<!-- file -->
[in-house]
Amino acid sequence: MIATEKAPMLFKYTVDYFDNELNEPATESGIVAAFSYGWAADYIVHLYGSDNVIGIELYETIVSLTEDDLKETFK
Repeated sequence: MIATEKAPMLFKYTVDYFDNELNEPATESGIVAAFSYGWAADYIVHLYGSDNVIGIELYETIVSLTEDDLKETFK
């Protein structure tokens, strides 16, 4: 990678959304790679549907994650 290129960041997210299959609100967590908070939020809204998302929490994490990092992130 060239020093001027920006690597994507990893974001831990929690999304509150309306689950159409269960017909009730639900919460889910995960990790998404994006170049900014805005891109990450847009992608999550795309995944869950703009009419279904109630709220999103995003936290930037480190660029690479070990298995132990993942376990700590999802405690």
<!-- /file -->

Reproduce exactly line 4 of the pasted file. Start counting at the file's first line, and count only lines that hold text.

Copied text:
């Protein structure tokens, strides 16, 4: 990678959304790679549907994650 290129960041997210299959609100967590908070939020809204998302929490994490990092992130 060239020093001027920006690597994507990893974001831990929690999304509150309306689950159409269960017909009730639900919460889910995960990790998404994006170049900014805005891109990450847009992608999550795309995944869950703009009419279904109630709220999103995003936290930037480190660029690479070990298995132990993942376990700590999802405690």